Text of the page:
telnetd oops

The recent telnetd vuln brings two things to mind.

First, as a QA guy myself, I imagine there’s some QA person at Sun saying “D’oh!”.

Second, it makes me think of the full-disclosure argument.

(Wait, doesn’t everything make you think of the full-disclosure argument? Moving on…)

For the sake of discussion, assume you’re against disclosing unpatched vulnerabilities under any circumstances. In this case, we have a fine example of how this might work. You have a perfect opportunity to keep things from yourself. Delete all the emails, blog posts, and news articles that might inform you about the problem. Ignore any IDS signatures and third-party patches. Ignore the fact that absolutely no exploit code is needed, and that any script kid, no matter how unskilled, can pull this hack off.

Don’t disable telnetd on your Solaris 10 machine. Wait for Sun to tell you there’s a patch.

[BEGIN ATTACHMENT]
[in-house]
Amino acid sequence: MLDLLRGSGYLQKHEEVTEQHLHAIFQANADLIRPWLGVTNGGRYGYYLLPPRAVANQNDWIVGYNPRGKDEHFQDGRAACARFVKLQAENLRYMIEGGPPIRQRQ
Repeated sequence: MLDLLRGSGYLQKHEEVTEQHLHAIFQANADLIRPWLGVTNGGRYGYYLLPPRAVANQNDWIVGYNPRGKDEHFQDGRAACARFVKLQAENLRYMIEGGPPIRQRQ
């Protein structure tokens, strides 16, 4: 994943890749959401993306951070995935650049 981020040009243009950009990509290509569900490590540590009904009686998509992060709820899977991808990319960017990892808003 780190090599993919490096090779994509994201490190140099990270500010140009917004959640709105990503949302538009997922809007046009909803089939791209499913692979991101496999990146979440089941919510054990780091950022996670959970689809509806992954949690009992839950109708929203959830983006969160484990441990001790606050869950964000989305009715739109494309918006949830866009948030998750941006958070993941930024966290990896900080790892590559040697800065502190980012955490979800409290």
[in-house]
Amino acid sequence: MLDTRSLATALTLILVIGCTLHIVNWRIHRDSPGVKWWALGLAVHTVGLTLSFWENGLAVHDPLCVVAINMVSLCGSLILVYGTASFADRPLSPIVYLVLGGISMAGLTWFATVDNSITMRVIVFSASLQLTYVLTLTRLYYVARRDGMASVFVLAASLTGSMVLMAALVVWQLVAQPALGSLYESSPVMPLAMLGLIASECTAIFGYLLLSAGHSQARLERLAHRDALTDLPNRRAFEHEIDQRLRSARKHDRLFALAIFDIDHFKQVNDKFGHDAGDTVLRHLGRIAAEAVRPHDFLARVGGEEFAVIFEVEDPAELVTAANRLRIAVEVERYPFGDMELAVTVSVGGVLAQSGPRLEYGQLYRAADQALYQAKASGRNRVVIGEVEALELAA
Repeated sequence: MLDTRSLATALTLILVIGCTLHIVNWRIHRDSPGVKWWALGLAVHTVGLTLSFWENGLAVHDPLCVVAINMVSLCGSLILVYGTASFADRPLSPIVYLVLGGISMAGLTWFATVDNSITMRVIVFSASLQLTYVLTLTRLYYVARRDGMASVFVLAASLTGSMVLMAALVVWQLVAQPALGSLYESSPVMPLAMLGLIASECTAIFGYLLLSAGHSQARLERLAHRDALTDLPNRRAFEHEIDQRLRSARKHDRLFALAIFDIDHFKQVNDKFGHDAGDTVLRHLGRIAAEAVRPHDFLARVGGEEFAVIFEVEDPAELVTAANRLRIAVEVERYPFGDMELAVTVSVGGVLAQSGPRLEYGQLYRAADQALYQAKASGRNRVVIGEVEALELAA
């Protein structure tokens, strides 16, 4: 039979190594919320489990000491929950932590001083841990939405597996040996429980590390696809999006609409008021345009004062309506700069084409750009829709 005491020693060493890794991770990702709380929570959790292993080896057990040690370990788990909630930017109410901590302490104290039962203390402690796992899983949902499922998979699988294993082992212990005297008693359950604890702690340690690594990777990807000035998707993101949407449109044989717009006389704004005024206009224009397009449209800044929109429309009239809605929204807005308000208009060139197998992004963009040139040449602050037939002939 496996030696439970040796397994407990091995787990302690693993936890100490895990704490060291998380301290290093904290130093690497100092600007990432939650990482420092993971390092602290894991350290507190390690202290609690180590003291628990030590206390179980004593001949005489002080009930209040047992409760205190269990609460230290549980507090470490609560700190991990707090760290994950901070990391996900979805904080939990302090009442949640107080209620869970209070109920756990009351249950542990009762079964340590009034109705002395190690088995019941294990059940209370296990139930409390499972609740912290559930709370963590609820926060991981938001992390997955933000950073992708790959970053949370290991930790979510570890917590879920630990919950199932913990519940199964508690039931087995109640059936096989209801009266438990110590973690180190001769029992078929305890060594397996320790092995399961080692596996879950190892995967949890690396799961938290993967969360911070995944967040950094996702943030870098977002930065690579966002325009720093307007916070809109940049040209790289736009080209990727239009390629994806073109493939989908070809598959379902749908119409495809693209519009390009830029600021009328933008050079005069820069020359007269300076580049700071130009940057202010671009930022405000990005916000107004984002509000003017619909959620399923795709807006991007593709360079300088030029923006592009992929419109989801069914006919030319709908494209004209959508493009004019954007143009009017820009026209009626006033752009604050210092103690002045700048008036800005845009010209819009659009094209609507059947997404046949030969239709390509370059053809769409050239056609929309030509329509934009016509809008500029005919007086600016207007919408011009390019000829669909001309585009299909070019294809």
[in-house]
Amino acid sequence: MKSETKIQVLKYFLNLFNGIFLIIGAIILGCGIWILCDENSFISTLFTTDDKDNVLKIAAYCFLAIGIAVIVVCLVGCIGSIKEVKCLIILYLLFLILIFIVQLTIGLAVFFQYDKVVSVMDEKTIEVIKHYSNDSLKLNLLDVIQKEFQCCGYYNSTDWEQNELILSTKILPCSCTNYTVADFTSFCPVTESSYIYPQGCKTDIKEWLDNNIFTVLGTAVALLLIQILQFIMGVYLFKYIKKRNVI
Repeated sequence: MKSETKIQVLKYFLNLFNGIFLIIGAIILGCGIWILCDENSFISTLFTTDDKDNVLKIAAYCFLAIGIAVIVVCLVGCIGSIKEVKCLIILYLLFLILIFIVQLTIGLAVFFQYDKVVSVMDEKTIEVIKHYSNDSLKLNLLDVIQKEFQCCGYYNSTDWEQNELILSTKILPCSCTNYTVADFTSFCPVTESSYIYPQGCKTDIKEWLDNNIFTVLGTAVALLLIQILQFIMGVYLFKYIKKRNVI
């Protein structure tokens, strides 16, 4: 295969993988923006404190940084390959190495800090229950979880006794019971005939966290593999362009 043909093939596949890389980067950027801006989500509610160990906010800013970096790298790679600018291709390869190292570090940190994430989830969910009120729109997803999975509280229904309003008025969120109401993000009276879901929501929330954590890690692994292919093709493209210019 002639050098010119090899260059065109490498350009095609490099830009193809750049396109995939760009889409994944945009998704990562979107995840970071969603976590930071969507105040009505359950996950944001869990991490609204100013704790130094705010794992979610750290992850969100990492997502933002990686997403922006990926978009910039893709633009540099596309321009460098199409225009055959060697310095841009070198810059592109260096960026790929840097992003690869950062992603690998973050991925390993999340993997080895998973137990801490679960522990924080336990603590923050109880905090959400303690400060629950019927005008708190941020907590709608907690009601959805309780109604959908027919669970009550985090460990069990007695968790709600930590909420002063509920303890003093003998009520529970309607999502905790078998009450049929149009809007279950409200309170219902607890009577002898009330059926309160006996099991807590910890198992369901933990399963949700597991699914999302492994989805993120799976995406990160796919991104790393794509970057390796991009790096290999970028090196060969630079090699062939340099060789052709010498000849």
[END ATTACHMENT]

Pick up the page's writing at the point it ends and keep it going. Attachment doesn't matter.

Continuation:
That’s one extreme end of the disclosure debate spectrum. You can refuse to participate in the disclosure game on a personal level.

I can’t stop you.

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  • http://www.ethicalhacking.us Ethical

    Tongue in cheek:

    …where’s the argument?….

    The premise is, to disclose or not to disclose. Poor Yorick we did not even get to know him or his gests, disclosure is present tense. Speaking in general.

    Is the argument a myth?, it cannot be stopped.

    Are we not dealing with a morally ambigious premise anyway?

  • http://www.BeyondSecurity.com Aviram

    Unfortunately the FD argument is not a myth. No, it cannot be stopped, but people are paying a price with their reputation whenever researchers are blamed as “reckless”. And then we all pay the price since those researchers (and in one case a security research firm) stop publishing information.